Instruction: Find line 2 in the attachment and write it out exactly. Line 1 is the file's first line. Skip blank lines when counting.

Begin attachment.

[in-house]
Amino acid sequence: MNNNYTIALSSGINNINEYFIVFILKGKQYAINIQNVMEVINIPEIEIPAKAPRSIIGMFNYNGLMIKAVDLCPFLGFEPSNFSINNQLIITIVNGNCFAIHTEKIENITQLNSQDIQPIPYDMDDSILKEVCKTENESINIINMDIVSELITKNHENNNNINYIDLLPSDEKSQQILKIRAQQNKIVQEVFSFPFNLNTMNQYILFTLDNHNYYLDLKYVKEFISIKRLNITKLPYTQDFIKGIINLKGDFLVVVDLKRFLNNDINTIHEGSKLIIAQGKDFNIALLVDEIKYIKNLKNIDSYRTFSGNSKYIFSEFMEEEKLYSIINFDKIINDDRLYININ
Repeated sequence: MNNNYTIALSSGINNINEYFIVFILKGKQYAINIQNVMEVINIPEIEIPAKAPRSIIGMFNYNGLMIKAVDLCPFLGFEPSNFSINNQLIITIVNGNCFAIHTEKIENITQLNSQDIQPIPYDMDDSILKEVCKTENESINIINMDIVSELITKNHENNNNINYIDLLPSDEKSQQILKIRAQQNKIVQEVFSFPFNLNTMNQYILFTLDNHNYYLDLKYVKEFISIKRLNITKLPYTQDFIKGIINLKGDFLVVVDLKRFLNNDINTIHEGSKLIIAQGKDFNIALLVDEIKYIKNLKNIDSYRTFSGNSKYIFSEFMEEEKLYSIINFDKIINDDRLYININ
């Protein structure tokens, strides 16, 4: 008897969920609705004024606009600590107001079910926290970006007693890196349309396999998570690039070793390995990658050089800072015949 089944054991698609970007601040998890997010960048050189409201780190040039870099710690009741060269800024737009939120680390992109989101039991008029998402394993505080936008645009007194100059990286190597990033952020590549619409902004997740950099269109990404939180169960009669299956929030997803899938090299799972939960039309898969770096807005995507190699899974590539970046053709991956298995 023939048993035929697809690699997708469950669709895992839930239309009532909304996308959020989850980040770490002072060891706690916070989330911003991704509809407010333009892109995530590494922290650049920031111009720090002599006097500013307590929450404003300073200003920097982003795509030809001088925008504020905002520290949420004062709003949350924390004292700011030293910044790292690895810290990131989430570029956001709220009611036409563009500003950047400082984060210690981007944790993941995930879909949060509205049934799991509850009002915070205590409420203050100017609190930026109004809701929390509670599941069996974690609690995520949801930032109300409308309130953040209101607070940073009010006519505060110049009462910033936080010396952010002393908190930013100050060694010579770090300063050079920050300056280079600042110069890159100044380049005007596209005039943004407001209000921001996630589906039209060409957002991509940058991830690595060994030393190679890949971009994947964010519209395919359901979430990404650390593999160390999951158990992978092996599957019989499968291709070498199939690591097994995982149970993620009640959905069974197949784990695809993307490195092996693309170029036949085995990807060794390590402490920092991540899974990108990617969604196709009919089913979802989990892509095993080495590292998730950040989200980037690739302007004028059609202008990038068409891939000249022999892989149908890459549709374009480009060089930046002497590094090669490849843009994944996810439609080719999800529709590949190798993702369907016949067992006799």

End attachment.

Amino acid sequence: MNNNYTIALSSGINNINEYFIVFILKGKQYAINIQNVMEVINIPEIEIPAKAPRSIIGMFNYNGLMIKAVDLCPFLGFEPSNFSINNQLIITIVNGNCFAIHTEKIENITQLNSQDIQPIPYDMDDSILKEVCKTENESINIINMDIVSELITKNHENNNNINYIDLLPSDEKSQQILKIRAQQNKIVQEVFSFPFNLNTMNQYILFTLDNHNYYLDLKYVKEFISIKRLNITKLPYTQDFIKGIINLKGDFLVVVDLKRFLNNDINTIHEGSKLIIAQGKDFNIALLVDEIKYIKNLKNIDSYRTFSGNSKYIFSEFMEEEKLYSIINFDKIINDDRLYININ